As everyone knows, the only way to lose weight is to eat less and move more. Both are difficult. Even with a personal trainer in the mold of Attila the Hun, Shaq’s personal counseling sessions, an obesity doctor, a nutritionist, a receptive school principal and a chef re-engineering the school lunches, it was difficult. And people without resources are expected to do this on their own? No wonder dieting is a $35 billion business which people perennially fail at. (It’s kind of an ideal business model for it ensures repeat customers). All of these kids, however, lost weight, some dramatically. But the big winners were clearly in the minority, which shows you how difficult it is -- even with the most extreme sort of intervention -- to succeed.

There have been several TV shows along these lines (ABC seems to be flogging the genre with its current Fat March in which several obese adults walk from Boston to D.C. to lose weight). Why the interest? There’s a growing audience for these shows -- literally. We are now told that we are getting fatter, according to a widely reported study this week. Not a single state has shown a drop in obesity rates in the past year. People in 31 states have gotten fatter. So there's a entertainment genre for couch potatoes worried about  being couch potatoes. (Now if TVs were powered by treadmills rather than enjoyed with potato chips we might actually get somewhere...)

Forget for a moment the impact on heart disease, diabetes, and other illnesses. (Obesity-related hospital costs for children ages 6 to 17 more than tripled from 1979 to 1999, rising from $35 million to $127 million, according to the report.) Just consider the quality of life issue. The overweight kids in Shaq’s show were unhappy, depressed, with extremely low self-esteem. Their parents, schools and society had failed them. Everyone recognized the train wreck but no one knew what to do. Even the Superstar was flummoxed.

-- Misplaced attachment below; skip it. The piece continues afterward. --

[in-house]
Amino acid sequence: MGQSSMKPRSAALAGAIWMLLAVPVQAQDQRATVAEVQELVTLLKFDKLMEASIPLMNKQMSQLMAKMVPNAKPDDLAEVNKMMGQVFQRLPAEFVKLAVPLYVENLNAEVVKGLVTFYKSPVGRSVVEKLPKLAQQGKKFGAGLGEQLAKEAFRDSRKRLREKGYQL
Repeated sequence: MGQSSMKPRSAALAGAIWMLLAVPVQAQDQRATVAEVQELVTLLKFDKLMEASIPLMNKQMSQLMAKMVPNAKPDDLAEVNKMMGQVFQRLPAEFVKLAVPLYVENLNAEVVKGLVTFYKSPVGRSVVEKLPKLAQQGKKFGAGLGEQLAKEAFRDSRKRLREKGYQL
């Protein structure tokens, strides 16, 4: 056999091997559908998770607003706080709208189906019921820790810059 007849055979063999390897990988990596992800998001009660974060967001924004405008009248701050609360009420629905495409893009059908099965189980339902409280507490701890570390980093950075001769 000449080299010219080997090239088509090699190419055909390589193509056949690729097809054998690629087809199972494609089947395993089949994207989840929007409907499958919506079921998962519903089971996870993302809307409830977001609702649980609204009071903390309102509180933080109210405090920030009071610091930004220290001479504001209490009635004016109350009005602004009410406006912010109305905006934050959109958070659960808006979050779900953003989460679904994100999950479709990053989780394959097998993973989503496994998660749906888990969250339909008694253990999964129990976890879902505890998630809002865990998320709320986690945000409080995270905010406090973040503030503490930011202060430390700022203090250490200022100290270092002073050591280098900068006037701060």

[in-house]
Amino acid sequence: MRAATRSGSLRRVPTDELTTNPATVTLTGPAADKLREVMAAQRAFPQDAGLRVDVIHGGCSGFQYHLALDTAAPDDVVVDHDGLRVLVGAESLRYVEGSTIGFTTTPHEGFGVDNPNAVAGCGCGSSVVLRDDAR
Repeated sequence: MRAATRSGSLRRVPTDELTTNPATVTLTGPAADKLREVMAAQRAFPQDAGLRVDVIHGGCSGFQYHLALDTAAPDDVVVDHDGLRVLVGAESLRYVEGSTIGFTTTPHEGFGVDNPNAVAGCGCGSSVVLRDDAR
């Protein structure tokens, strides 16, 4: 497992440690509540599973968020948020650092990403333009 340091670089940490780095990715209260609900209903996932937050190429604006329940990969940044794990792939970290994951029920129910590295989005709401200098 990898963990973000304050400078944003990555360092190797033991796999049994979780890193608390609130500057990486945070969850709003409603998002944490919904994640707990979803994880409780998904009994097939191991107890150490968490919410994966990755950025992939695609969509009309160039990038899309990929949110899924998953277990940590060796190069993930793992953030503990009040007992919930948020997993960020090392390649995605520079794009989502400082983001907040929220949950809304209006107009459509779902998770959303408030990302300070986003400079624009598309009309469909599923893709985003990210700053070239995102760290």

But at least he (even at the behest of a prime time ABC show) tried. The Washington Post mentioned a couple of other examples in its report on the latest statistics, like a "Shape Up" program in Somerville, Mass., that added school crossing guards to previously unattended corners and alerted parents to the change. That boosted by 5 percent the number of kids who walked to school.

But here’s the kicker quote to the Post story, which we should all keep in mind. “Interventions are important to put in place," said Jeffrey Koplan, who directs the Global Health Institute at Emory University in Atlanta. "But none of this is going to turn around [the obesity epidemic] in a year or two, or three and maybe not even in five. We have got to be in this for the long haul."

Kind of sounds like, well, exercising.